LOS ANGELES, May 4 -- A police crime lab official acknowledged Thursday that nearly 20 percent of a blood sample taken from double- murder suspect O.J. Simpson could be missing. Also Thursday, prosecutor Hank Goldberg slipped in a surprise question indicating that DNA test results confirm that blood found underneath Nicole Brown Simpson's fingernails was her own. Superior Court Judge Lance Ito quickly sustained an objection from Simpson's defense team, which has contended that the blood type does not match that of Nicole Simpson, her ex-husband or Ronald Goldman and that the blood might indicate a killer other than Simpson. In his fourth day of testimony, assistant lab director Gregory Matheson agreed with the defense's contention that 1.5 to 1.9 milliliters of Simpson's blood could be unaccounted for if a police nurse had taken an 8-milliliter sample. The football legend's defense team is trying to use the preliminary hearing testimony of a police nurse to bolster their contention that blood is missing and that police could have sprinkled the blood on crucial evidence to frame Simpson for the killings of his ex-wife and her friend. Police nurse Thano Peratis testified last year that he drew about 8 milliliters. But prosecutors said Peratis now believes it was about 6.5 or 7 milliliters, court papers showed. Simpson's attorneys claim that a portion of his blood disappeared from the vial and suddenly appeared on crucial evidence linking Simpson to the murders. They also have accused authorities of contaminating evidence and bungling the investigation.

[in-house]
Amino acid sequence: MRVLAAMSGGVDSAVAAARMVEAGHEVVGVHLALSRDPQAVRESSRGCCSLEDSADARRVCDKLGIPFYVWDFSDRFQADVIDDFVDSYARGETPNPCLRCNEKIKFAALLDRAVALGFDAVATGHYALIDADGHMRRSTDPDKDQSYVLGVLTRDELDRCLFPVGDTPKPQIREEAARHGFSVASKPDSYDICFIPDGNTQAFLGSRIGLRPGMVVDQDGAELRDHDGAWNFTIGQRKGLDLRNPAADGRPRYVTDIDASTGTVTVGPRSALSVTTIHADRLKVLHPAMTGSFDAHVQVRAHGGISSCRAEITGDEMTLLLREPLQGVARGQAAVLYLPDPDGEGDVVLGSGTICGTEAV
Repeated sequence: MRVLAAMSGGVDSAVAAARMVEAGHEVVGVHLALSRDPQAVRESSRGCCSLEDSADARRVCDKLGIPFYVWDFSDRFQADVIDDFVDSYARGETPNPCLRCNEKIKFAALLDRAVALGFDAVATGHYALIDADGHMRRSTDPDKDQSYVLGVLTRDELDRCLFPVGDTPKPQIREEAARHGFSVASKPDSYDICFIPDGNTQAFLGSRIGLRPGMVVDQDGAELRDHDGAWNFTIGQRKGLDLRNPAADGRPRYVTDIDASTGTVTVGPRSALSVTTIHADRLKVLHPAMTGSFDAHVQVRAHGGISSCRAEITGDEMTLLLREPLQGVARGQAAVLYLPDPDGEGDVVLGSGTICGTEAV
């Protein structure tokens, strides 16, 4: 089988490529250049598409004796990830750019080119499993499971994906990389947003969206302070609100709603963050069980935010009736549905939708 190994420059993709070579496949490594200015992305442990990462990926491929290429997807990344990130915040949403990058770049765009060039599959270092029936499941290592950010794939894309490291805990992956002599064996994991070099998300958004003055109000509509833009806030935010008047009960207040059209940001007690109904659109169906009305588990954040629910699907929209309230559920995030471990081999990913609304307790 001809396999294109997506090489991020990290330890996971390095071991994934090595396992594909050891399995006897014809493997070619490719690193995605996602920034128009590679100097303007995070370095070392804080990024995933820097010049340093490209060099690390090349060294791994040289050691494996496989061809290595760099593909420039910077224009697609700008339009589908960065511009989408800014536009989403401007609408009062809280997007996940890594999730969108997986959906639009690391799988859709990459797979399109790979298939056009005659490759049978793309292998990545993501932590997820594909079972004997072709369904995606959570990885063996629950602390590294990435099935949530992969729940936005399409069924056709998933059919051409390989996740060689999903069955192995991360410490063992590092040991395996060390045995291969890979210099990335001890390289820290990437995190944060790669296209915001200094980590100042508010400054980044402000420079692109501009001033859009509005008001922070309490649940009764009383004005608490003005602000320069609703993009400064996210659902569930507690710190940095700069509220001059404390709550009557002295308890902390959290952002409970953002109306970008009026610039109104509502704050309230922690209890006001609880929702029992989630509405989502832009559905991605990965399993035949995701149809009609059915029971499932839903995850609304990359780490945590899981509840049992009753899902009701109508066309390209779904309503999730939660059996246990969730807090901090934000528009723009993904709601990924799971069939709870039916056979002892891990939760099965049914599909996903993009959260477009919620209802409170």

Simpson, 47, is charged with two counts of first-degree murder in the June 12, 1994, stabbing and slashing deaths of his former wife, Nicole Simpson, 35, and her friend, Goldman, 25, outside her Brentwood condominium. If convicted, the National Football League Hall-of-Famer could spend the rest of his life in prison. Simpson lawyer Robert Blasier tried to use the crime lab's own business records to show how much blood was used in each test, and suggested that 1.5 to 1.9 milliliters of blood was missing from the vial if it had contained 8 milliliters. 'If you are referring to only those that are specifically recorded and not taking into account what is left in the pipettes (tubes that are used for testing), but actually what was delivered in certain areas, then that's an approximation, yes,' Matheson said. Matheson, who is also the lab's chief forensic chemist, said the missing amount would likely be smaller because of portions lost in handling the vial, opening the tube and working with the smaller pipettes. Prosecutors are likely to capitalize on Matheson's own admission that he wrongly estimated the amount of blood left in the vial at one point, and suggest that the police nurse could have made the same mistake. In another line of attack, Simpson's defense team suggested that tests might indicate the presence of a preservative in blood taken from a pair of socks in Simpson's master bedroom at his Brentwood estate and in blood found on a rear gate at the murder scene. The former matched blood of Simpson and his ex-wife and the latter of Simpson. If the blood was found to contain the preservative, it would be an indication that it came from a lab, which uses the chemical to preserve its samples. The defense claims blood drawn by police criminalists was later sprinkled on evidence to frame Simpson as part of a police conspiracy. 'Hypothetically, Mr. Matheson, if blood from this case from an evidence item such as the back gate showed the presence of the chemical EDTA, would you agree that it is consistent with it possibly coming from a reference vial?' Blasier asked the chemist. 'As you stated it, if it was present in it, if it was able to be identified in it, it is possible that it could have come from some type of reference sample that previously contained EDTA,' Matheson said. He gave a similar response to a question about the socks. Another Simpson lawyer, Barry Scheck, said outside the jury's presence Wednesday that questioning about EDTA tests will be 'one of the most interesting pieces of testimony that we're going to see in this entire case.' During his second round of questioning Matheson, Goldberg snuck in his own surprise query about DNA results on the blood found underneath Nicole Simpson's nails. 'Mr. Matheson, are you aware that the items 84A and 84B (the fingernail blood samples) were in fact sent out for DNA testing and came back with a result consistent with Nicole Brown?' the prosecutor asked Matheson. 'Yes, that's my understanding,' Matheson said. Ito then stopped further questioning and told prosecutors he expects them to present that information with expert witnesses other than Matheson. Legal experts have given Matheson high marks for his calm and collected testimony in the face of a defense attack on the training and credibility of two of his subordinates and allegations of a sinister scheme to implicate Simpson. During Goldberg's second round of questioning, the lab official expressed confidence in the competence and trustworthiness of criminalists Dennis Fung and Andrea Mazzola, who collected important evidence the prosecution says links Simpson to the murders. 'Sir, have you ever seen any evidence or indication in your entire work in this case of any of the evidence being tampered with?' Goldberg asked Matheson. 'No, I have not,' Matheson said. The lab official also said he had never known of any police officer getting unauthorized or unsupervised access to the room where the important evidence was analyzed -- something the defense contends may have happened.